I rode up to the crash site twice today, from Greybull, Wyoming east on US 14 up into Big Horn Forest, once by myself, once with Liz. This ride is the most beautiful and awe inspiring ride I’ve ever taken in my life. No words can describe the wide vistas, the ancient canyons, the trees, and the waterfalls. It was as if I was in the most beautiful place on earth on my Harley.
Getting back to the accident; had I not turned the way I did Liz and I would not be here. There was a sheer cliff in front of us when I lost the brakes. It was a scary experience. The RV sustained damage to the lower front where it hit, and the back where the trailer fish tailed. We are not injured. I was told that many RV’ers lose their brakes up here every month; live and learn. I lost my lower lights in the front and some fiberglass. It can be repaired.
If the parts come in tomorrow and the RV is otherwise safe to drive we will be heading to Cody, Wyoming, where I will set up camp. Saturday we will ride the Harley through Yellowstone from the east entrance. Until then….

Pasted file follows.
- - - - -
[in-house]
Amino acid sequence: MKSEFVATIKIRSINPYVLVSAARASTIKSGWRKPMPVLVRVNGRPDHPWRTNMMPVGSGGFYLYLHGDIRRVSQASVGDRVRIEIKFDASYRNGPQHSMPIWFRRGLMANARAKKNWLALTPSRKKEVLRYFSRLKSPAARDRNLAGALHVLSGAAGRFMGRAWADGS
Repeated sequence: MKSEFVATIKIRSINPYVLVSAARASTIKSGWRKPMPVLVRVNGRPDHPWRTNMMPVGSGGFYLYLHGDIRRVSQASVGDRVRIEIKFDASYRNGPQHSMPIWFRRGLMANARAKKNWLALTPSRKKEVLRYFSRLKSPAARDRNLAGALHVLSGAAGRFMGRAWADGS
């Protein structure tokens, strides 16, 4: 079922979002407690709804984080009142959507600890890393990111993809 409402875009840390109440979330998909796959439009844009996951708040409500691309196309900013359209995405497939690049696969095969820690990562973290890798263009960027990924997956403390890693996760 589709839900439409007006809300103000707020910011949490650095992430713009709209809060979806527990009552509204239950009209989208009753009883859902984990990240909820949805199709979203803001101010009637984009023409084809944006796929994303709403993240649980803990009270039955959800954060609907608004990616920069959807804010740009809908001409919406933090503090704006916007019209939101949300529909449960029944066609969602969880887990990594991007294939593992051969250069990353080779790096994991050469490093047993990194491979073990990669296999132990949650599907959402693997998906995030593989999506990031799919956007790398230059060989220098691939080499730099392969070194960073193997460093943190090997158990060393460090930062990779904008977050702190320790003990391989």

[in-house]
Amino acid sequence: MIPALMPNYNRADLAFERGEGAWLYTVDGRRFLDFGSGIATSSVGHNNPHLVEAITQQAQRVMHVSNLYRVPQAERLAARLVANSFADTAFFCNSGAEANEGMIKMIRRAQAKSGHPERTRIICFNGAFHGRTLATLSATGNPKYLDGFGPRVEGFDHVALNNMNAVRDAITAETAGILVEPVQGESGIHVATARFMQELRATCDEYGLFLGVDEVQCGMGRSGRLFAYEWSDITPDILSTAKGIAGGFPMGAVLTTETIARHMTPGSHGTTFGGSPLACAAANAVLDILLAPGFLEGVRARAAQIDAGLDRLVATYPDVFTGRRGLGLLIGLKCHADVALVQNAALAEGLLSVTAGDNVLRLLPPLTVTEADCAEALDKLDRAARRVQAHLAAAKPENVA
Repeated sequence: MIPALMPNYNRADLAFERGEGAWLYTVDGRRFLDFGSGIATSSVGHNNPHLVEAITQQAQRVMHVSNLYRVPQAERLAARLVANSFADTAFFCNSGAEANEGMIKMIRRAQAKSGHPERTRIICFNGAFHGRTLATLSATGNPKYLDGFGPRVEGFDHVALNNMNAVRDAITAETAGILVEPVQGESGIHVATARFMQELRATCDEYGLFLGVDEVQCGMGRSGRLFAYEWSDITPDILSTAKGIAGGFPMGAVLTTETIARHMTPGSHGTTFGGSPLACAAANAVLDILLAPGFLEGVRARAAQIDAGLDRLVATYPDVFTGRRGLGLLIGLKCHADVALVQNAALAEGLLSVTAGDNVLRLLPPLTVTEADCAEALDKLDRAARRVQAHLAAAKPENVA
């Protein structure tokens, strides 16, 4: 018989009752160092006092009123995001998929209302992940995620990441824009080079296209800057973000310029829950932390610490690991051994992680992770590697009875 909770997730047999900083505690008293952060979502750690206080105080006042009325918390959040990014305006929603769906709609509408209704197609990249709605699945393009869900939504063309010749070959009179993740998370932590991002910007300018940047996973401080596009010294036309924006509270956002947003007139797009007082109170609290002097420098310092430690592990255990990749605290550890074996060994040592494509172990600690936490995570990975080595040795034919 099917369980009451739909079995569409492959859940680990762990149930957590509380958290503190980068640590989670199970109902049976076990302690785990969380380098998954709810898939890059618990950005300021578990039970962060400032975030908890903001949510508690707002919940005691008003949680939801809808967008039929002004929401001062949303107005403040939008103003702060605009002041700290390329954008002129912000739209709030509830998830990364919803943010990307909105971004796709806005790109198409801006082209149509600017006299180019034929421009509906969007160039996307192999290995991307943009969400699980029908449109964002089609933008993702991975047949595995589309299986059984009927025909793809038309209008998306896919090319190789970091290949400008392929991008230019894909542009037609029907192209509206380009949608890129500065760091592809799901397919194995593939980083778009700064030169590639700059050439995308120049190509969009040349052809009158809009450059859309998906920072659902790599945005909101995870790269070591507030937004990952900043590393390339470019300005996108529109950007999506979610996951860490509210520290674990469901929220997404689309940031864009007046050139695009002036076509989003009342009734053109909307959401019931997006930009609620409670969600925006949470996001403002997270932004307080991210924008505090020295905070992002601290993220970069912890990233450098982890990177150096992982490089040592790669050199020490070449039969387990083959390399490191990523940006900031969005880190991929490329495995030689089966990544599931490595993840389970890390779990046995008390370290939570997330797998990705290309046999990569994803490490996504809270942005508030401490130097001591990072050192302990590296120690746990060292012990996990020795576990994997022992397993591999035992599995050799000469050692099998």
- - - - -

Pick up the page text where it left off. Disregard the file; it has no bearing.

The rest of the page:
Well tonight the last episode of American Chopper was aired and after a 10 year run, the show is finally over.
On August 13, 2012 I paid a little visit to Orange County Chopper and you can read a little post about it by clicking here. I will post extensive video on my trip to OCC later on.
The gist of this article is about the American Chopper show.
I will admit, I have watched the show for the past 10 years and have written several articles about it here in the Biker Law Blog. If you want to read my previous articles go to the search box on the top of the right sidebar and type in American Chopper. A list of the articles I have written will appear.